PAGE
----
As a crime survivor and social worker, I know too well the harm trauma and violence can cause to an individual’s life. For many crime victims, the road to recovery is difficult and complex. But what I have learned is that no one is beyond healing. Every Ohioan has a stake in public safety in our state – together, we can help victims of crimes find healing and stability and make Ohio communities safer.
When I began my healing journey in 2017 at CitiLookout Trauma Recovery Center, the wrap-around services I received saved my life. The people there were my voice until I could find my own. Thanks to their help, I was finally able to escape the endless cycle of trauma and violence I had been trapped in since childhood.
Along my journey, I learned to advocate with my fellow crime survivors and together we helped pass sweeping reforms in Ohio to fix and expand victims’ compensation, grow trauma recovery services, and fund new rehabilitation and mental health services. But there’s more our lawmakers can do to help crime victims in our state.
This year, I’m joining 12,000 fellow Ohio crime survivors in urging lawmakers to expand housing and employment protections for crime survivors and family members of slain victims.
According to a recent national survey, more than half of violent crime victims want to relocate but can’t. More than one in four feared being forced from their home or evicted.
As a teenager and young adult, there were multiple times I experienced homelessness trying to escape my trauma. I would sleep in my car, go from house to house, stay in hotels, or say I was suicidal so I could be sent inpatient somewhere and have a bed to sleep in and food to eat. With nowhere to go and little finances, I repeatedly had to return to my abusers or engage in survival sex. Every day, there are abuse and human trafficking victims facing the same dire choice.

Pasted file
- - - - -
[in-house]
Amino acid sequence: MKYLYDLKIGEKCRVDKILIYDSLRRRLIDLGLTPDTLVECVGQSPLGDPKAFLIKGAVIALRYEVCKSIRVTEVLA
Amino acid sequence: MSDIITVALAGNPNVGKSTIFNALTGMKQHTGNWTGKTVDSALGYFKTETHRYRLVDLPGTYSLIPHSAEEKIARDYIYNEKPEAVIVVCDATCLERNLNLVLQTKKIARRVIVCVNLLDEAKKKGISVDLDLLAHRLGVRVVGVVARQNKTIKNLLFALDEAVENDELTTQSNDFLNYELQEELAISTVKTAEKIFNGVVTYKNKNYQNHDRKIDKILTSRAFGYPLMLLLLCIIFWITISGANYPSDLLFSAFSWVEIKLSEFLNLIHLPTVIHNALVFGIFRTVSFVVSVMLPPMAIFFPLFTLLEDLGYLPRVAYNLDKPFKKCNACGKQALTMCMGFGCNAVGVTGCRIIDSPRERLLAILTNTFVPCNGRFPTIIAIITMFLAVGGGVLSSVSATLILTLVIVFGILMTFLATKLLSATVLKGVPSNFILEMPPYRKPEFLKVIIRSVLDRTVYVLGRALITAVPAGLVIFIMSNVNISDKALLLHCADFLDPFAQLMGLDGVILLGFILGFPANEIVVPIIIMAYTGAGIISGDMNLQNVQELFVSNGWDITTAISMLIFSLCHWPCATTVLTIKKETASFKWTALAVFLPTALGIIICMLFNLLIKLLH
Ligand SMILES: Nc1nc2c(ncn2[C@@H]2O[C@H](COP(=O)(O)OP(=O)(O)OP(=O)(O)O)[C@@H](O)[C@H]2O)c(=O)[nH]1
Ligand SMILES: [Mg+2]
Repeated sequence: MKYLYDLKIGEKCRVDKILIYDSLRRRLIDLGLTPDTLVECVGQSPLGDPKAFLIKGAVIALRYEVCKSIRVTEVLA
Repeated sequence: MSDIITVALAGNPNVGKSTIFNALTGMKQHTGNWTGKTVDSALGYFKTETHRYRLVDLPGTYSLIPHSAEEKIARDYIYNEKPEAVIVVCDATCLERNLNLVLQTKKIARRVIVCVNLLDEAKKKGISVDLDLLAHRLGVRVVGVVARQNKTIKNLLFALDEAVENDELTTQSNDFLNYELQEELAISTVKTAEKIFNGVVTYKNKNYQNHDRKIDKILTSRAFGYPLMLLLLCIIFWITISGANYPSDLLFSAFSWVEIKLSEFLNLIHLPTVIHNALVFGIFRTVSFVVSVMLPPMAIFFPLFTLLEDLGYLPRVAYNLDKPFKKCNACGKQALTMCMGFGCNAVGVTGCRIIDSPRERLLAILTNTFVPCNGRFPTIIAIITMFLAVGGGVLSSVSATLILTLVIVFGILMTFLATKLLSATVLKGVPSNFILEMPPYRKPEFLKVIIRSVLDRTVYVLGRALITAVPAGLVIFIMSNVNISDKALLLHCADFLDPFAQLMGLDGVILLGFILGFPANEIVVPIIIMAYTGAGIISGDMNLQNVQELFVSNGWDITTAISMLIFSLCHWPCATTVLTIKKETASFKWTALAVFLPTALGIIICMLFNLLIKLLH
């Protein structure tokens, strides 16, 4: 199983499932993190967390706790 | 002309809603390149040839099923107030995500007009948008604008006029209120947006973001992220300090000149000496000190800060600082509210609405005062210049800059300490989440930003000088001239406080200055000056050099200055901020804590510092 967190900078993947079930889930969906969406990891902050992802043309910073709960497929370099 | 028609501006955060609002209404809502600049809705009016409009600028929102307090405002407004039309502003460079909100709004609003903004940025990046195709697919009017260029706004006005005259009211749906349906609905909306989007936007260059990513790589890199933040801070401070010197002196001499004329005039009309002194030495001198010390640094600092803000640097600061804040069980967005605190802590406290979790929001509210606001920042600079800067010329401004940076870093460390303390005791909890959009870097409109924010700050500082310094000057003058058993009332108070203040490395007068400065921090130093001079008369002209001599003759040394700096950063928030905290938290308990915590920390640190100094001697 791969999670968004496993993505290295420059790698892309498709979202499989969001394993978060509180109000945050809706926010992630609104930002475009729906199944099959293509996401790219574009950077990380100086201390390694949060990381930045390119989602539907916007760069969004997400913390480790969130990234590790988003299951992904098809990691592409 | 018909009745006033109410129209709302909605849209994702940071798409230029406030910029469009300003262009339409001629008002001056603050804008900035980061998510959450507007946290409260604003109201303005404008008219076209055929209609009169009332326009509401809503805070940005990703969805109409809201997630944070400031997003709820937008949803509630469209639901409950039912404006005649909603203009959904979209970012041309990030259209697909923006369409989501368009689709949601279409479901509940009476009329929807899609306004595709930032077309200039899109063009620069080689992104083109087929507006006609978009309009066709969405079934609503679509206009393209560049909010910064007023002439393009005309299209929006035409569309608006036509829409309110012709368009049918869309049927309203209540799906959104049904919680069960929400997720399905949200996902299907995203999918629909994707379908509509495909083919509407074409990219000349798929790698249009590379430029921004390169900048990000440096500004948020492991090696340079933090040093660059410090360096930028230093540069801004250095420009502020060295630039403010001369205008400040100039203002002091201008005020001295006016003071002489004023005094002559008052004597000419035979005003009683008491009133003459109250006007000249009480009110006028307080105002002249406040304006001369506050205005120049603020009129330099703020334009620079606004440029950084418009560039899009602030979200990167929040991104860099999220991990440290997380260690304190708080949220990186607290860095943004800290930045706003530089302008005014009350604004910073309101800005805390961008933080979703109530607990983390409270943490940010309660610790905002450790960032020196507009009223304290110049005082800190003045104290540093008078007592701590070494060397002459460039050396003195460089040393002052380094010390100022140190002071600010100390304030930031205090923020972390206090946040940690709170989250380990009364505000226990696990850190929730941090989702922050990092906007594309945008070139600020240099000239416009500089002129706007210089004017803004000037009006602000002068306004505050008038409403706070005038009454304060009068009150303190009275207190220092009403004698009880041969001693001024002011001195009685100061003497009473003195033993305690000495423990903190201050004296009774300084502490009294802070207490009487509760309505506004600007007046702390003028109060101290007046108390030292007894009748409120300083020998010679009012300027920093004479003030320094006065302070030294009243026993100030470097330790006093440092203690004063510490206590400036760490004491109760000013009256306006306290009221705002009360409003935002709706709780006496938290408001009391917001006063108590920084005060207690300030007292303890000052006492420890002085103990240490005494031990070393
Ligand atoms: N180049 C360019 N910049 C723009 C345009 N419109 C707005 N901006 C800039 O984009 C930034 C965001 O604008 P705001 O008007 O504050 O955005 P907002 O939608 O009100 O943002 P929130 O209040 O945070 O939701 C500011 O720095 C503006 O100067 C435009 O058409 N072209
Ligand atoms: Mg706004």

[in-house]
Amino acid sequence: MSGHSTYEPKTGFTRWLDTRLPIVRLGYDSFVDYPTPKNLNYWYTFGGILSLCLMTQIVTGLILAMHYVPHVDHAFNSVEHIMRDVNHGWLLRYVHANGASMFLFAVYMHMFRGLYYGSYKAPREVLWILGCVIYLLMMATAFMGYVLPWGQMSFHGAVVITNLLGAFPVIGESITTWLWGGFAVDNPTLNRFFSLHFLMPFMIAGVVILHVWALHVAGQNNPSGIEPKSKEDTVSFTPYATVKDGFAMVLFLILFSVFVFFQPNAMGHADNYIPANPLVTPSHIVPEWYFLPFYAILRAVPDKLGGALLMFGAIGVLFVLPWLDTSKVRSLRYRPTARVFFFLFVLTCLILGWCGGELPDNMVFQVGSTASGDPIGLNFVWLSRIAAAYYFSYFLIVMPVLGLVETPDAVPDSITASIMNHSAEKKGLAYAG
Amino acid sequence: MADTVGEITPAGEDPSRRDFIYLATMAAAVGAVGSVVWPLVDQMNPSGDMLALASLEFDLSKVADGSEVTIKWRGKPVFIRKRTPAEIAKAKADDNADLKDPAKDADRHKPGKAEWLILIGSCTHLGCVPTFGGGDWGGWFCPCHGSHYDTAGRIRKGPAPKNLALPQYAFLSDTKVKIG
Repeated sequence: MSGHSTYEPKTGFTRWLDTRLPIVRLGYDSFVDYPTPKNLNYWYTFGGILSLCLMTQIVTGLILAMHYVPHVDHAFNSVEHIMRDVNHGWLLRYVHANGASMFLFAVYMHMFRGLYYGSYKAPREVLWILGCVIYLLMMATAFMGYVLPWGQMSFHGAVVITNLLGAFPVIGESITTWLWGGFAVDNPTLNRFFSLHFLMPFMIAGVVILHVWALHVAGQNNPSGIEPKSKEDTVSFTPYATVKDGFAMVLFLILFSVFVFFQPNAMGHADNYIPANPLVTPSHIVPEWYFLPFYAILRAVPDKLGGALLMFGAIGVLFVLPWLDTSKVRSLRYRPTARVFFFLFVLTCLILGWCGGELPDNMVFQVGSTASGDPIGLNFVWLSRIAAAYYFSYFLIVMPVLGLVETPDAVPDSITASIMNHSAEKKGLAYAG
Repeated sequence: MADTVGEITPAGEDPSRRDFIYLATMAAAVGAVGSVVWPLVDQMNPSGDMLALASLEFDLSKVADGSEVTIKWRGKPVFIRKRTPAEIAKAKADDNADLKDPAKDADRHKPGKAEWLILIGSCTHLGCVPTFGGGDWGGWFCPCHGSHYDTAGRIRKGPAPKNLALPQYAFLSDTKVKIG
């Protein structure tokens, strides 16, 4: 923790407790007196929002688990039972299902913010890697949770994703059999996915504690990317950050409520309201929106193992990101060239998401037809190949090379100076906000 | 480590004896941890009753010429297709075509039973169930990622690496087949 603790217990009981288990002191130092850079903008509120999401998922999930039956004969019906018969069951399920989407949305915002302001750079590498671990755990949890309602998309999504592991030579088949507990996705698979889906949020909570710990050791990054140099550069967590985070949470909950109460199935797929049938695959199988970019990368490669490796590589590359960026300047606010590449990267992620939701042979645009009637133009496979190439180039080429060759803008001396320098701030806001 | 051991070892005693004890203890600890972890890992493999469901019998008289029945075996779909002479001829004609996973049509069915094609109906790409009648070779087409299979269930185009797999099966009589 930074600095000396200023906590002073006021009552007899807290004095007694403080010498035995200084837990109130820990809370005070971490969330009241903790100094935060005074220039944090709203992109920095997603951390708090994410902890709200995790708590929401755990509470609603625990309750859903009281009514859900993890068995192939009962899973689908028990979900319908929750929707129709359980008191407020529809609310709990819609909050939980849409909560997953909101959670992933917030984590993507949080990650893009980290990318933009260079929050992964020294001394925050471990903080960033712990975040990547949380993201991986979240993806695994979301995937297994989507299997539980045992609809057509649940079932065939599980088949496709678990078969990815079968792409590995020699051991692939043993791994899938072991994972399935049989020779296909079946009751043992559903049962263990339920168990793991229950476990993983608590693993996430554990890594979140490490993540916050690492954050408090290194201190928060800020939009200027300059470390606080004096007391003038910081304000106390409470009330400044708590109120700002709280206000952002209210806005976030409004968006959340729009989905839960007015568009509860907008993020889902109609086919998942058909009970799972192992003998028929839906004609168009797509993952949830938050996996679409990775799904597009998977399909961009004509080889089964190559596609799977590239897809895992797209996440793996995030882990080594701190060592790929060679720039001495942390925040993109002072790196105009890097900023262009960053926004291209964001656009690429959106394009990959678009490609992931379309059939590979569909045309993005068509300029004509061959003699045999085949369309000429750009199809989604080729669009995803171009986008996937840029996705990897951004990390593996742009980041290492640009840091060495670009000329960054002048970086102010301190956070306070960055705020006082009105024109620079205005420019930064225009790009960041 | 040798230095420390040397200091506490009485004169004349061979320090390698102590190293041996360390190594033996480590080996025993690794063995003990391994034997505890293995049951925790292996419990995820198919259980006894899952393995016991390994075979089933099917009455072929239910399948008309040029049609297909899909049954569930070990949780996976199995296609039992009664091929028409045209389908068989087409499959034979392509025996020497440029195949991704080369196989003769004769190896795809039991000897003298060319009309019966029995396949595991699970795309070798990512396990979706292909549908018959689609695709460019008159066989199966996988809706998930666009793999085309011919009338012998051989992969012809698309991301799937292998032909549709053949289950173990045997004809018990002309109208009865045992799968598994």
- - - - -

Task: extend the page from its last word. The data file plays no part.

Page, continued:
Ohio crime victims need immediate safe housing and the ability to relocate as they recover. Survivors can’t begin to heal if their most basic needs to live aren’t being met.
Currently, crime victims in our state and their immediate family don’t have job protections either if they need to take leave to find safety, attend court hearings, or seek medical treatment. One in six victims of violent crime and one in four people who have lost a loved one to violence lose their job or are demoted for taking time off.
When I was recovering from years of trauma and violence, I had to take time off from work to prioritize my mental health. Many survivors struggle with the physical, mental, and emotional effects of trauma and need time to heal.
When victims have the help and support they need, they can break cycles of trauma and violence. Housing stability and job protections will allow more Ohioans who have been victims of crime to avoid being re-victimized.
We applaud Ohio lawmakers for putting us on a path towards safety and justice. Now, survivors are asking for the protections we need to rebuild our lives, work with the justice system, and provide for ourselves and our families.
Haleigh Young is a human trafficking survivor and a member of Crime Survivors for Safety and Justice. On March 15, Haleigh joined more than one hundred Ohioans for the Survivors Speak Ohio rally and vigil in Columbus.